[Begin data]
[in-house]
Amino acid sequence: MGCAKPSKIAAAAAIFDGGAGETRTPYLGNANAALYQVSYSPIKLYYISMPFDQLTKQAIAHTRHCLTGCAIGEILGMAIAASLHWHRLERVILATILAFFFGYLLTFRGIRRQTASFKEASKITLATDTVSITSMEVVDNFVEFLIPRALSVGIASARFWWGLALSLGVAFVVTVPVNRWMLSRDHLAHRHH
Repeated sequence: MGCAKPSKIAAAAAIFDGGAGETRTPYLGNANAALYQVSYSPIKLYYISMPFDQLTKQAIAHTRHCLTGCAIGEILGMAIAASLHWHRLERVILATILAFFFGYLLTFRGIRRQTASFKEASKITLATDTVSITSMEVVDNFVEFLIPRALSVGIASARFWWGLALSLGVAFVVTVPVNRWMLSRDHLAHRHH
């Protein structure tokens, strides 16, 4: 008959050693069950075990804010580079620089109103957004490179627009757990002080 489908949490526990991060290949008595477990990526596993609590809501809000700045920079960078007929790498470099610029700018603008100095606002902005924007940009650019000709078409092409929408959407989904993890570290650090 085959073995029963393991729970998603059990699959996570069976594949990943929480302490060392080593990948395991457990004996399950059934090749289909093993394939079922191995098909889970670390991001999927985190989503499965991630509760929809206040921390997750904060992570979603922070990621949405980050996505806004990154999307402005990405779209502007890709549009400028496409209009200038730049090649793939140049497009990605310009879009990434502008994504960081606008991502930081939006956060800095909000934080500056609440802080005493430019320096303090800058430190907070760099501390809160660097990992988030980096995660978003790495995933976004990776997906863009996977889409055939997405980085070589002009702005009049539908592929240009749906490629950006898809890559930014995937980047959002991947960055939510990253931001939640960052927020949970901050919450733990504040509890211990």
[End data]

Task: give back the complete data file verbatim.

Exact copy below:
[in-house]
Amino acid sequence: MGCAKPSKIAAAAAIFDGGAGETRTPYLGNANAALYQVSYSPIKLYYISMPFDQLTKQAIAHTRHCLTGCAIGEILGMAIAASLHWHRLERVILATILAFFFGYLLTFRGIRRQTASFKEASKITLATDTVSITSMEVVDNFVEFLIPRALSVGIASARFWWGLALSLGVAFVVTVPVNRWMLSRDHLAHRHH
Repeated sequence: MGCAKPSKIAAAAAIFDGGAGETRTPYLGNANAALYQVSYSPIKLYYISMPFDQLTKQAIAHTRHCLTGCAIGEILGMAIAASLHWHRLERVILATILAFFFGYLLTFRGIRRQTASFKEASKITLATDTVSITSMEVVDNFVEFLIPRALSVGIASARFWWGLALSLGVAFVVTVPVNRWMLSRDHLAHRHH
């Protein structure tokens, strides 16, 4: 008959050693069950075990804010580079620089109103957004490179627009757990002080 489908949490526990991060290949008595477990990526596993609590809501809000700045920079960078007929790498470099610029700018603008100095606002902005924007940009650019000709078409092409929408959407989904993890570290650090 085959073995029963393991729970998603059990699959996570069976594949990943929480302490060392080593990948395991457990004996399950059934090749289909093993394939079922191995098909889970670390991001999927985190989503499965991630509760929809206040921390997750904060992570979603922070990621949405980050996505806004990154999307402005990405779209502007890709549009400028496409209009200038730049090649793939140049497009990605310009879009990434502008994504960081606008991502930081939006956060800095909000934080500056609440802080005493430019320096303090800058430190907070760099501390809160660097990992988030980096995660978003790495995933976004990776997906863009996977889409055939997405980085070589002009702005009049539908592929240009749906490629950006898809890559930014995937980047959002991947960055939510990253931001939640960052927020949970901050919450733990504040509890211990």